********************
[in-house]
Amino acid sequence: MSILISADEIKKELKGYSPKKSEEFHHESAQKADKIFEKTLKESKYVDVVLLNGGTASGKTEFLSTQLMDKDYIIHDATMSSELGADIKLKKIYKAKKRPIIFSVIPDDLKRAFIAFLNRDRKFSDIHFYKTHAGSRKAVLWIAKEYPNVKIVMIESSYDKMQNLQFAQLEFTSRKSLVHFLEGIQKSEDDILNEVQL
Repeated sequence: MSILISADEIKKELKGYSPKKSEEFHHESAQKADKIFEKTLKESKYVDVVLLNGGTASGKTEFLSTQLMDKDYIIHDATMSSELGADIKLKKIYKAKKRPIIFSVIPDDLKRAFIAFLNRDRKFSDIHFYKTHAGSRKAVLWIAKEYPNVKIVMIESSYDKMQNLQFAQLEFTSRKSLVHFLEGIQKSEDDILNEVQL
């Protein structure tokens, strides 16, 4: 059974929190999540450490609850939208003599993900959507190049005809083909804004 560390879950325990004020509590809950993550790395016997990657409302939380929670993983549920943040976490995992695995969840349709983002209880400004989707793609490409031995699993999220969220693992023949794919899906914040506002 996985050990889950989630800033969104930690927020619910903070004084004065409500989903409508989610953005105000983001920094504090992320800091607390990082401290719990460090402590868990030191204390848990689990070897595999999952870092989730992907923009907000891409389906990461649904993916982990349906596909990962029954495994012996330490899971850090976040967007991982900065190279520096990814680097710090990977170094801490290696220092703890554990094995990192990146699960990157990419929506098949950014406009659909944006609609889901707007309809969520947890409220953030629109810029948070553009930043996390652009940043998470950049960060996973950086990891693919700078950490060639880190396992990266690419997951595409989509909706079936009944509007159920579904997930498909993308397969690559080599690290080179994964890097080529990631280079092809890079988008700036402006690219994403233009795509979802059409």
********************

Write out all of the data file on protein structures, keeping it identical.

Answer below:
[in-house]
Amino acid sequence: MSILISADEIKKELKGYSPKKSEEFHHESAQKADKIFEKTLKESKYVDVVLLNGGTASGKTEFLSTQLMDKDYIIHDATMSSELGADIKLKKIYKAKKRPIIFSVIPDDLKRAFIAFLNRDRKFSDIHFYKTHAGSRKAVLWIAKEYPNVKIVMIESSYDKMQNLQFAQLEFTSRKSLVHFLEGIQKSEDDILNEVQL
Repeated sequence: MSILISADEIKKELKGYSPKKSEEFHHESAQKADKIFEKTLKESKYVDVVLLNGGTASGKTEFLSTQLMDKDYIIHDATMSSELGADIKLKKIYKAKKRPIIFSVIPDDLKRAFIAFLNRDRKFSDIHFYKTHAGSRKAVLWIAKEYPNVKIVMIESSYDKMQNLQFAQLEFTSRKSLVHFLEGIQKSEDDILNEVQL
């Protein structure tokens, strides 16, 4: 059974929190999540450490609850939208003599993900959507190049005809083909804004 560390879950325990004020509590809950993550790395016997990657409302939380929670993983549920943040976490995992695995969840349709983002209880400004989707793609490409031995699993999220969220693992023949794919899906914040506002 996985050990889950989630800033969104930690927020619910903070004084004065409500989903409508989610953005105000983001920094504090992320800091607390990082401290719990460090402590868990030191204390848990689990070897595999999952870092989730992907923009907000891409389906990461649904993916982990349906596909990962029954495994012996330490899971850090976040967007991982900065190279520096990814680097710090990977170094801490290696220092703890554990094995990192990146699960990157990419929506098949950014406009659909944006609609889901707007309809969520947890409220953030629109810029948070553009930043996390652009940043998470950049960060996973950086990891693919700078950490060639880190396992990266690419997951595409989509909706079936009944509007159920579904997930498909993308397969690559080599690290080179994964890097080529990631280079092809890079988008700036402006690219994403233009795509979802059409």